If you’re like the millions of Americans who believe in New Year’s resolutions, you woke up today ready to tackle that new hobby. You know the hobby I’m talking about. The hobby you’ve sworn to master over the next 12 months. The one you developed as a child, only to abandon by adolescence. Or the hobby your dad tried to teach you, but that never quite stuck. Or the hobby your acquaintances, the ones with the aspirational lifestyles, are into, according to Instagram.
Today, your brain crackles with ideas on how you will master this new talent, which will transport you to a place far more interesting than where you are now. A place where you’ll find the thing that finally makes you happy. Or, at the very least, the thing that makes you seem happy, which, according to social media, is a kind of happiness.
Lucky for us, websites like YouTube exist to be Mr. Miyagi to our Daniel Son. To make it easy for even the laziest among us to perfect the knitter’s garter stitch or the gardener’s green thumb. Last year, after I took a one-off local art class, I spent days gobbling up YouTube instructional videos about how to paint with pastels before I realized I didn’t want to master the art of painting with pastels.
The question then becomes: What hobby is worthy of such time-consuming self-discovery? Maybe it’s brewing beer or blowing glass? Or perhaps it’s playing the piano or mastering chess? According to the online marketing database Statista, the most popular hobbies for Americans in 2022 were cooking, baking, reading, and pets. I didn’t realize that reading and pets could even be considered hobbies until I looked up the word hobby in the dictionary, which defines a hobby as “an activity that you do for pleasure when you are not working.”
And here is the problem: Pursuing something purely for pleasure seems at odds with who we are as Americans. Americans are taught that the activities we pursue must result in personal gain. For example: Did you read about the suburban cupcake maker who became a multi-millionaire after Oprah featured her cupcakes? Or about the artsy high school doodler-turned-animator who works for Disney? Or about the Sephora employee who turned her passion for make-up into a TikTok empire? According to marketers, journalists, and Hollywood filmmakers, hobbies are something to professionalize—a means to a lucrative end.
If I sound cynical about taking up hobbies as a New Year’s Resolution, it’s because I am. But it’s not because I don’t think hobbies aren’t important. Psychology research tells us that hobbies can make us happier because they can produce “flow,” which is when a person is engaged in a challenging task while fully absorbed in the activity. The act of doing, it seems, is the very thing that alights our synapses and makes us happy.
And before you think I’m writing with the notion I’m better than you as someone who rejects hobbies because of what we’ve made of them as Americans, I’m here to tell you that I’ve tried to be a hobbyist. I’ve tried so many hobbies it’s hard to count. Pottery, improv, and singing are among the ones I’ve tried in the last 10 years. And before that, I tried karate but quit after a few months because I hated how the dojo smelled like sweaty feet. The trial and error phase of my hobbies has been fun, and in the case of karate, extremely funny, but I’ve never wanted to stick with something for long enough that I got good at it, which gets to my point– why do we–or, rather, I– need to be good at something to stick with it?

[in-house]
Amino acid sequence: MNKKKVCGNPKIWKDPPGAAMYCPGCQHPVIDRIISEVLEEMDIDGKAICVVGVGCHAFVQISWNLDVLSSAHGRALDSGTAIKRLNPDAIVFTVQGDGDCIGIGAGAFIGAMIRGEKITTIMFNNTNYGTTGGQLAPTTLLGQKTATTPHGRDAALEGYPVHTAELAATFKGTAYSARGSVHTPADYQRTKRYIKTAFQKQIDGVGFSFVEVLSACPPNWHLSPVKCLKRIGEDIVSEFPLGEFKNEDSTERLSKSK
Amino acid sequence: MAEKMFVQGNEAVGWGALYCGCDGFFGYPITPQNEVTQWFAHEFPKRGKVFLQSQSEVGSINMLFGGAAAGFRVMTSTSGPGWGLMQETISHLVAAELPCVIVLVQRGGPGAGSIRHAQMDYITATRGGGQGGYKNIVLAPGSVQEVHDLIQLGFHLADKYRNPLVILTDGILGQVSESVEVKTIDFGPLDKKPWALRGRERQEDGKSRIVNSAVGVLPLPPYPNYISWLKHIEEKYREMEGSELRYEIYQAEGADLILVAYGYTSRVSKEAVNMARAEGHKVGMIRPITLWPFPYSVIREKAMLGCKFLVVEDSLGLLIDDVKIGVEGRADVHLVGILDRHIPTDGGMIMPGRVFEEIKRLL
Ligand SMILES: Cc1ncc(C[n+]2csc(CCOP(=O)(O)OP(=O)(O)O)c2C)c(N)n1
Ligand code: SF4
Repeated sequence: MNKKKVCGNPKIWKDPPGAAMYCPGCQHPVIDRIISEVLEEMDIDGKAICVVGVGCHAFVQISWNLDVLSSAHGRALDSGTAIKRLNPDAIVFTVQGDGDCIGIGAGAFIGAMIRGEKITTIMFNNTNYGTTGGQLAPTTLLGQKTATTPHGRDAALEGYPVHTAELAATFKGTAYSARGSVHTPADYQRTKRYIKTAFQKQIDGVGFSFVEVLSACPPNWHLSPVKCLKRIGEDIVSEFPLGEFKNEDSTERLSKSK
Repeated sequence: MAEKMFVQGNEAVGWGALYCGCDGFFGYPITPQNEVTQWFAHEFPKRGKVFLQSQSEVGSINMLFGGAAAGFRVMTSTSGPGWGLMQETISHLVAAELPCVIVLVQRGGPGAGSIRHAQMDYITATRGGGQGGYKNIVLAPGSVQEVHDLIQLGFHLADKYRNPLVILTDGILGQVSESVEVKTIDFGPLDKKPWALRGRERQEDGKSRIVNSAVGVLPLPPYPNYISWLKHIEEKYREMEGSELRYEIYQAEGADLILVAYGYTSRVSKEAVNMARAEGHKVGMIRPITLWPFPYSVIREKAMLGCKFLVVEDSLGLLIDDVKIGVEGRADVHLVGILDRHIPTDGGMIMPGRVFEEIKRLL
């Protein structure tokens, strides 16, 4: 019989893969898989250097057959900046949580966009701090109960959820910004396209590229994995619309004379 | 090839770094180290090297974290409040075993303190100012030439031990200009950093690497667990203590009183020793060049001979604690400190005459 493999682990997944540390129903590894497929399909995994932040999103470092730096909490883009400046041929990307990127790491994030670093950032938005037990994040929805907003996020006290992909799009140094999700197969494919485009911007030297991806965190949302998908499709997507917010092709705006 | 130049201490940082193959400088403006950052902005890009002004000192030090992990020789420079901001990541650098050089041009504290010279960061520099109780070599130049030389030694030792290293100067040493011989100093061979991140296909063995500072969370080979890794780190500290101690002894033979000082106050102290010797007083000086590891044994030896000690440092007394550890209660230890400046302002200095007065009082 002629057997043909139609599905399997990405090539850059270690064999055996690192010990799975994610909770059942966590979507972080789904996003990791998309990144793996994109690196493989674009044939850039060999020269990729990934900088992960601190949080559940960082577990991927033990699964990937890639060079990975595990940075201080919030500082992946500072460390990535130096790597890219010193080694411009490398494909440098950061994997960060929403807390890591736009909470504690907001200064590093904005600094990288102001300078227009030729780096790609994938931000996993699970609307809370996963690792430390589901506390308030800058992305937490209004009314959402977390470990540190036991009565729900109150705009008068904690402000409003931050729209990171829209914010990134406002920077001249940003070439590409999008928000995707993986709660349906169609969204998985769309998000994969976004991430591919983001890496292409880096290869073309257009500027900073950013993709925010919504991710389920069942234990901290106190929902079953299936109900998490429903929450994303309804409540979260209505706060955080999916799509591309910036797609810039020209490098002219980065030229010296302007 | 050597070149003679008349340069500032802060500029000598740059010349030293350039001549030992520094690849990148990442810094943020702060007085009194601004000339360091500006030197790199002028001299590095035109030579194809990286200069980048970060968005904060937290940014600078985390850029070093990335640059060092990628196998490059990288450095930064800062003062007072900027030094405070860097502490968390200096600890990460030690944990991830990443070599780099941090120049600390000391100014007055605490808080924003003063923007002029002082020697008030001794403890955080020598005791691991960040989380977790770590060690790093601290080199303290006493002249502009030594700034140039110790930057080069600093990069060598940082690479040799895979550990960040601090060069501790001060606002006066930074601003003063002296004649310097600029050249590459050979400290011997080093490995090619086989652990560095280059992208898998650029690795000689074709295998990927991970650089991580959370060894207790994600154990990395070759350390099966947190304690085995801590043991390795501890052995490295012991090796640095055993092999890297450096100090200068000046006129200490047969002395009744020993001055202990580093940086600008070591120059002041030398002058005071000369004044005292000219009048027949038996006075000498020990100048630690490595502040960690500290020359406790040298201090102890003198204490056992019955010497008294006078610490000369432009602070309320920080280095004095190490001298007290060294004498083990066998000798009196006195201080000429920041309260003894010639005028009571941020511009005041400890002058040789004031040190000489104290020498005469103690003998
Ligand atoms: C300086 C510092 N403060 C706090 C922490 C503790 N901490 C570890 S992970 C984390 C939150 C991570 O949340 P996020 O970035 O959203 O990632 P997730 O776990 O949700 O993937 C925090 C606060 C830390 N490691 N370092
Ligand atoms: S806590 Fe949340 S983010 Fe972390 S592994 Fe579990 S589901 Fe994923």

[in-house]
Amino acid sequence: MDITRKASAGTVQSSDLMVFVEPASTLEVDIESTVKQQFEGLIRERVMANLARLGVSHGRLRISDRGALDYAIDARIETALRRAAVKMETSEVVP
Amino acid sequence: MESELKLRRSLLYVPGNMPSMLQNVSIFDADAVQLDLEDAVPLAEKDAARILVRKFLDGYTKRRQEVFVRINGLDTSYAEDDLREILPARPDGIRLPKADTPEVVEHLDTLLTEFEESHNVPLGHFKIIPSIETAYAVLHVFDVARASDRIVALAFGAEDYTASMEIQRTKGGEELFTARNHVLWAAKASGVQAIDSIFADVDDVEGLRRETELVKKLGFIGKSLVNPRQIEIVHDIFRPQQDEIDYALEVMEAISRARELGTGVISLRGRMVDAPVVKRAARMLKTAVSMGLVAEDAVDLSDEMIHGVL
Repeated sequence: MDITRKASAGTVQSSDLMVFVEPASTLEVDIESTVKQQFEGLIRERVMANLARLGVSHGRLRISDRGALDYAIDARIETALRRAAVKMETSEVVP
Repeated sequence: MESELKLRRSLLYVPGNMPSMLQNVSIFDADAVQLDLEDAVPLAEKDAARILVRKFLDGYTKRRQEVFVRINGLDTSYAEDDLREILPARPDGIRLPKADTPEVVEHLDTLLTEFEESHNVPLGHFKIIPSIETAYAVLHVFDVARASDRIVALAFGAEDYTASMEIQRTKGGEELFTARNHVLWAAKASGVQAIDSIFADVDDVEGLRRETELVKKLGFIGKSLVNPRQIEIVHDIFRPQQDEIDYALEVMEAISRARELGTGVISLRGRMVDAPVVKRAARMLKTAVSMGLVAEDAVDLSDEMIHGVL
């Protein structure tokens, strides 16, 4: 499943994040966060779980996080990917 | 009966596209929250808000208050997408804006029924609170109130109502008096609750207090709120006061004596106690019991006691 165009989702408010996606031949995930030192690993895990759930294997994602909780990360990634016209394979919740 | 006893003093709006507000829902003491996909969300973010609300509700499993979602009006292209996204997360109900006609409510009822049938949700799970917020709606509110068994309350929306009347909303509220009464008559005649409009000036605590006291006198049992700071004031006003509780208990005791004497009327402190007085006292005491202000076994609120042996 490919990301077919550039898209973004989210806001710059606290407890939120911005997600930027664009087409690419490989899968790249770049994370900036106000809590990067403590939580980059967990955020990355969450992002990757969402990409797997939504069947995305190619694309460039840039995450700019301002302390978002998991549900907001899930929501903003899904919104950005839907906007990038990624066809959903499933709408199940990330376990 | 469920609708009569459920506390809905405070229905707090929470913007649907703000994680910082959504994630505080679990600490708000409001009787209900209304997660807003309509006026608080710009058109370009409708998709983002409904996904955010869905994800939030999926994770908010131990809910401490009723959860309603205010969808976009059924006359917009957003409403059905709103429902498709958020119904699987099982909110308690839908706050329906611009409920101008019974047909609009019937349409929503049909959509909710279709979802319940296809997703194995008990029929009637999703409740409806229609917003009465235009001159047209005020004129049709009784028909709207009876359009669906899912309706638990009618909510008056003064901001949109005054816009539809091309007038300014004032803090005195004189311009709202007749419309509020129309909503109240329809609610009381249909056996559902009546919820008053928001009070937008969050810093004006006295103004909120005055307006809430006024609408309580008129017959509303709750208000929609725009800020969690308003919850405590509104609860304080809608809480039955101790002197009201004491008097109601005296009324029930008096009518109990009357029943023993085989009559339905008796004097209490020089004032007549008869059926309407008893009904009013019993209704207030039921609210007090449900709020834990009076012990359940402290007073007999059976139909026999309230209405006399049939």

Before I started thinking about hobbies for this blog post, I would have said writing is my main hobby. But if I’m being honest, my dream is to make a living as a full-time writer, which means writing is more of a side hustle.
This leads me to pickleball, which I took up at the outset of the pandemic with my husband because we wanted something to do that would get us out of the house. It’s since become a joy–a thing that lights me up. It’s even led me to new friends. Last night, one of the women I play pickleball with texted how happy she was to have a pickleball group—our own little pickleball family.
I am cautious, however, to commit to pickleball as my main hobby insofar as it’s being marketed and commercialized so that winning becomes the goal. I can feel the competitiveness on the court. People’s desire to win seems at odds with their enjoyment. When I see other players post photos of themselves on Facebook with their pickleball medals, it feels like a public relations ploy. A way for them to prove to the world that they’re the people who win. I, too, want to be a person who wins.
I guess this leaves me as someone who likes the idea of hobbies but is not ready to commit to doing something unless a goal is attached, whether the goal is winning on the pickleball court or writing a best-selling novel. In the end, what could be more American than that?
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